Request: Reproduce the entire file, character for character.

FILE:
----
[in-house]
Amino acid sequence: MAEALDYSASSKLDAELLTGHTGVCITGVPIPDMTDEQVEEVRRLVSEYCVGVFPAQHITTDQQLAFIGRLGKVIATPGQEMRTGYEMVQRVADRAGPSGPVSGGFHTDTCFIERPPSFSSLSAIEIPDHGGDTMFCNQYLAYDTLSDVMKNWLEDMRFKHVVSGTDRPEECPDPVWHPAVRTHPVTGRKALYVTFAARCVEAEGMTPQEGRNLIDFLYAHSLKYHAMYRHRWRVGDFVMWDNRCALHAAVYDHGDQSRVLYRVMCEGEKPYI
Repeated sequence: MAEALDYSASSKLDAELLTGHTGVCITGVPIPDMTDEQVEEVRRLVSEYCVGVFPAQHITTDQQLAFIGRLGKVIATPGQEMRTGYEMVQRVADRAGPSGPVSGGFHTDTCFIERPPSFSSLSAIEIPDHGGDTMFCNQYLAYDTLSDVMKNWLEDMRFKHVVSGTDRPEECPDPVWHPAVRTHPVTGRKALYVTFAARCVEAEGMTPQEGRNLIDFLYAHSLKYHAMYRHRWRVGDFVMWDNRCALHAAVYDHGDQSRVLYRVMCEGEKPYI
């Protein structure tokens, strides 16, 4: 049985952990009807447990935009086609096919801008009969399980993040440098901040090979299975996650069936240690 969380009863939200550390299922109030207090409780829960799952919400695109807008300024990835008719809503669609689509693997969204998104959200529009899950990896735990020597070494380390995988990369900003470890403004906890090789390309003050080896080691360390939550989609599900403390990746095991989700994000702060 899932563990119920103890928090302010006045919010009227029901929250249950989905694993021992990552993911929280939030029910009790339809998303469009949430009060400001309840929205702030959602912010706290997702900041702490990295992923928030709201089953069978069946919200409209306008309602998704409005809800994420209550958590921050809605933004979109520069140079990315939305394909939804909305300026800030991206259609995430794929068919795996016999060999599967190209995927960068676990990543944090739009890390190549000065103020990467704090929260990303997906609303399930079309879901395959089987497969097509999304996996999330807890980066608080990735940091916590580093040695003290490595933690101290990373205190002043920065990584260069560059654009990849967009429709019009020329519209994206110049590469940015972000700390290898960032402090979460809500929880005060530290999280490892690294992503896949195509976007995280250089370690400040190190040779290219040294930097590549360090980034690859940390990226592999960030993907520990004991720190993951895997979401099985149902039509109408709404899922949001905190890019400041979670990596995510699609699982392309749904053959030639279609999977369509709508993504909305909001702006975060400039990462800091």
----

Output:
[in-house]
Amino acid sequence: MAEALDYSASSKLDAELLTGHTGVCITGVPIPDMTDEQVEEVRRLVSEYCVGVFPAQHITTDQQLAFIGRLGKVIATPGQEMRTGYEMVQRVADRAGPSGPVSGGFHTDTCFIERPPSFSSLSAIEIPDHGGDTMFCNQYLAYDTLSDVMKNWLEDMRFKHVVSGTDRPEECPDPVWHPAVRTHPVTGRKALYVTFAARCVEAEGMTPQEGRNLIDFLYAHSLKYHAMYRHRWRVGDFVMWDNRCALHAAVYDHGDQSRVLYRVMCEGEKPYI
Repeated sequence: MAEALDYSASSKLDAELLTGHTGVCITGVPIPDMTDEQVEEVRRLVSEYCVGVFPAQHITTDQQLAFIGRLGKVIATPGQEMRTGYEMVQRVADRAGPSGPVSGGFHTDTCFIERPPSFSSLSAIEIPDHGGDTMFCNQYLAYDTLSDVMKNWLEDMRFKHVVSGTDRPEECPDPVWHPAVRTHPVTGRKALYVTFAARCVEAEGMTPQEGRNLIDFLYAHSLKYHAMYRHRWRVGDFVMWDNRCALHAAVYDHGDQSRVLYRVMCEGEKPYI
């Protein structure tokens, strides 16, 4: 049985952990009807447990935009086609096919801008009969399980993040440098901040090979299975996650069936240690 969380009863939200550390299922109030207090409780829960799952919400695109807008300024990835008719809503669609689509693997969204998104959200529009899950990896735990020597070494380390995988990369900003470890403004906890090789390309003050080896080691360390939550989609599900403390990746095991989700994000702060 899932563990119920103890928090302010006045919010009227029901929250249950989905694993021992990552993911929280939030029910009790339809998303469009949430009060400001309840929205702030959602912010706290997702900041702490990295992923928030709201089953069978069946919200409209306008309602998704409005809800994420209550958590921050809605933004979109520069140079990315939305394909939804909305300026800030991206259609995430794929068919795996016999060999599967190209995927960068676990990543944090739009890390190549000065103020990467704090929260990303997906609303399930079309879901395959089987497969097509999304996996999330807890980066608080990735940091916590580093040695003290490595933690101290990373205190002043920065990584260069560059654009990849967009429709019009020329519209994206110049590469940015972000700390290898960032402090979460809500929880005060530290999280490892690294992503896949195509976007995280250089370690400040190190040779290219040294930097590549360090980034690859940390990226592999960030993907520990004991720190993951895997979401099985149902039509109408709404899922949001905190890019400041979670990596995510699609699982392309749904053959030639279609999977369509709508993504909305909001702006975060400039990462800091």